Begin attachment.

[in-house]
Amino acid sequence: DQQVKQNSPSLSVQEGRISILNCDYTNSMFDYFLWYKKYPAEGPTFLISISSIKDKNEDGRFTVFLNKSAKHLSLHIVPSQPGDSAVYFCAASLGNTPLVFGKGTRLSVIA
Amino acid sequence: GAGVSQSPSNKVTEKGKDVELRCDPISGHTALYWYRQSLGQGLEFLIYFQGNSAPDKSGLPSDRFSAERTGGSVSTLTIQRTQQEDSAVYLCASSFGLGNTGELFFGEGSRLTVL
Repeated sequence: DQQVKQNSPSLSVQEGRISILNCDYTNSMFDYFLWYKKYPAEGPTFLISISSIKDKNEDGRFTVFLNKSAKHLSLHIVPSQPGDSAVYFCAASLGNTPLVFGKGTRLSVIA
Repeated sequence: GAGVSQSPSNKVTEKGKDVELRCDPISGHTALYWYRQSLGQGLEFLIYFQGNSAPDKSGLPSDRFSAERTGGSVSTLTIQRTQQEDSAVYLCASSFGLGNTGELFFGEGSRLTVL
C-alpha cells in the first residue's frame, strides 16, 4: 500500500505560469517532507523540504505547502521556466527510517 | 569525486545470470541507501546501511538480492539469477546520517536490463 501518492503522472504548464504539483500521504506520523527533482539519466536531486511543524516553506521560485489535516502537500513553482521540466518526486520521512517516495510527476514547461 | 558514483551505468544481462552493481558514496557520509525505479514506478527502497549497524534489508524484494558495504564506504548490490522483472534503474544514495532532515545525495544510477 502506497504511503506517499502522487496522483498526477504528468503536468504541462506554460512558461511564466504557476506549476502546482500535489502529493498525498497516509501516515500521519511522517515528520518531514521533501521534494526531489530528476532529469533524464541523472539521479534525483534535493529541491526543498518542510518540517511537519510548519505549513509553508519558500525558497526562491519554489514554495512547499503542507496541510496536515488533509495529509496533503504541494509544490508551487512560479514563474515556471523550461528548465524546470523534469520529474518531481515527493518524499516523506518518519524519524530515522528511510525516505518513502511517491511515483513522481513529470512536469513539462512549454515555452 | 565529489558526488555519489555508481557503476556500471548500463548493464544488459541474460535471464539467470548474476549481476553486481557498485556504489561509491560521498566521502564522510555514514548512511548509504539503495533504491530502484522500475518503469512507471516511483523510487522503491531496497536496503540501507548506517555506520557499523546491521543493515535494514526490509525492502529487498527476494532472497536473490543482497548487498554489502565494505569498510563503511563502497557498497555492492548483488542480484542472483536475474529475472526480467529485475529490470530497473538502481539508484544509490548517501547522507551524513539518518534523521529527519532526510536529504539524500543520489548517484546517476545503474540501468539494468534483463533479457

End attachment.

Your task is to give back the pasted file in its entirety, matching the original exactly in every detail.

[in-house]
Amino acid sequence: DQQVKQNSPSLSVQEGRISILNCDYTNSMFDYFLWYKKYPAEGPTFLISISSIKDKNEDGRFTVFLNKSAKHLSLHIVPSQPGDSAVYFCAASLGNTPLVFGKGTRLSVIA
Amino acid sequence: GAGVSQSPSNKVTEKGKDVELRCDPISGHTALYWYRQSLGQGLEFLIYFQGNSAPDKSGLPSDRFSAERTGGSVSTLTIQRTQQEDSAVYLCASSFGLGNTGELFFGEGSRLTVL
Repeated sequence: DQQVKQNSPSLSVQEGRISILNCDYTNSMFDYFLWYKKYPAEGPTFLISISSIKDKNEDGRFTVFLNKSAKHLSLHIVPSQPGDSAVYFCAASLGNTPLVFGKGTRLSVIA
Repeated sequence: GAGVSQSPSNKVTEKGKDVELRCDPISGHTALYWYRQSLGQGLEFLIYFQGNSAPDKSGLPSDRFSAERTGGSVSTLTIQRTQQEDSAVYLCASSFGLGNTGELFFGEGSRLTVL
C-alpha cells in the first residue's frame, strides 16, 4: 500500500505560469517532507523540504505547502521556466527510517 | 569525486545470470541507501546501511538480492539469477546520517536490463 501518492503522472504548464504539483500521504506520523527533482539519466536531486511543524516553506521560485489535516502537500513553482521540466518526486520521512517516495510527476514547461 | 558514483551505468544481462552493481558514496557520509525505479514506478527502497549497524534489508524484494558495504564506504548490490522483472534503474544514495532532515545525495544510477 502506497504511503506517499502522487496522483498526477504528468503536468504541462506554460512558461511564466504557476506549476502546482500535489502529493498525498497516509501516515500521519511522517515528520518531514521533501521534494526531489530528476532529469533524464541523472539521479534525483534535493529541491526543498518542510518540517511537519510548519505549513509553508519558500525558497526562491519554489514554495512547499503542507496541510496536515488533509495529509496533503504541494509544490508551487512560479514563474515556471523550461528548465524546470523534469520529474518531481515527493518524499516523506518518519524519524530515522528511510525516505518513502511517491511515483513522481513529470512536469513539462512549454515555452 | 565529489558526488555519489555508481557503476556500471548500463548493464544488459541474460535471464539467470548474476549481476553486481557498485556504489561509491560521498566521502564522510555514514548512511548509504539503495533504491530502484522500475518503469512507471516511483523510487522503491531496497536496503540501507548506517555506520557499523546491521543493515535494514526490509525492502529487498527476494532472497536473490543482497548487498554489502565494505569498510563503511563502497557498497555492492548483488542480484542472483536475474529475472526480467529485475529490470530497473538502481539508484544509490548517501547522507551524513539518518534523521529527519532526510536529504539524500543520489548517484546517476545503474540501468539494468534483463533479457